Study Finds Teen Drinkers More Likely to Feel Like Social Outcasts
A study recently published in the Journal of Health and Social Behavior found that adolescents who engage in teenage drinking not only perform poorer academically than their non-drinking peers, but also have much higher tendencies to feel like social outcasts. This is due to the social stress caused by underage drinking.
According to the American Sociological Association, researchers from the University of Texas at Austin and Michigan State University conducted their study, “Drinking, Socioemotional Functioning, and Academic Progress in Secondary School,” by closely examining the data collected from the National Longitudinal Study of Adolescent Health (Add Health). Add Health began in 1994 and is the largest comprehensive survey of health-related behavior among adolescents between grades 7 and 12.
In addition to the initial findings that underage drinking is linked to feelings of ostracism and poor academic performance, researchers concluded that these feelings of loneliness and social stress are greatly increased in school environments with student populations that tend to form close-knit cliques and do not abuse alcohol.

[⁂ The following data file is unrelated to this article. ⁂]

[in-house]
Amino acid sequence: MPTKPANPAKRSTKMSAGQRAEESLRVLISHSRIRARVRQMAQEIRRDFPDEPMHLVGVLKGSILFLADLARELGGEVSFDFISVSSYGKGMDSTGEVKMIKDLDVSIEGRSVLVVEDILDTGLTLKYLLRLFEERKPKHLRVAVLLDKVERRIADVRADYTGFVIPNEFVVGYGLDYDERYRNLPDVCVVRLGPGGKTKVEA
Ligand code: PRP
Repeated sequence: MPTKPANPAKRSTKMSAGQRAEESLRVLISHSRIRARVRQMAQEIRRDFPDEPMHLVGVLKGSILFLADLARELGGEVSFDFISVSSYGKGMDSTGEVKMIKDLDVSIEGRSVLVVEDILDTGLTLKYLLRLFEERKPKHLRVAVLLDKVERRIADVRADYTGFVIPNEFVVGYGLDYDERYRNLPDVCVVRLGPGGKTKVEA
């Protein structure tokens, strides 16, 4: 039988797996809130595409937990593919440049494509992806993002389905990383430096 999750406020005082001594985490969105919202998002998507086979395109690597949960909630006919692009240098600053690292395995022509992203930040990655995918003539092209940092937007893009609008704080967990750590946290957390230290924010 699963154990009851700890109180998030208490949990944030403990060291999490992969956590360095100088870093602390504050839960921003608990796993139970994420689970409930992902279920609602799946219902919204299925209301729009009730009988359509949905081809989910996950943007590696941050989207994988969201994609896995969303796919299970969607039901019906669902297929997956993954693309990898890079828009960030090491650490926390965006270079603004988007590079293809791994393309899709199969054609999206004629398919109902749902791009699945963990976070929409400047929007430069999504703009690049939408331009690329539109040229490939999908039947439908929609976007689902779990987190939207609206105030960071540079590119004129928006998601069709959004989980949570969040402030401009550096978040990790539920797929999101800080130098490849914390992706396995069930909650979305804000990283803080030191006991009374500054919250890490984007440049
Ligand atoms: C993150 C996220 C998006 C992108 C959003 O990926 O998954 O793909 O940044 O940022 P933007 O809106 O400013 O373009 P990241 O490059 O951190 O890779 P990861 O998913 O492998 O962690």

“This finding doesn’t imply that drinkers would be better off in schools in which peer networks are tightly organized around drinking,” Crosnoe, a researcher and professor of sociology at the University of Texas at Austin, said. “Instead, the results suggest that we need to pay attention to youth in problematic school environments in general but also to those who may have trouble in seemingly positive school environments.”
These findings will primarily serve to persuade educators to consider these social and emotional circumstances and experiences when evaluating a student’s academic performance. The correlation between teen drinkers who felt socially isolated at school and lower grade point averages demonstrates that there are more factors than previously considered when looking at students’ performances at school.
Melany Boulton is a digital communications intern at Prichard Communications, where she assists on several accounts, including Reclaiming Futures. She is a recent graduate from the University of Oregon with a degree in public relations and a minor in business administration.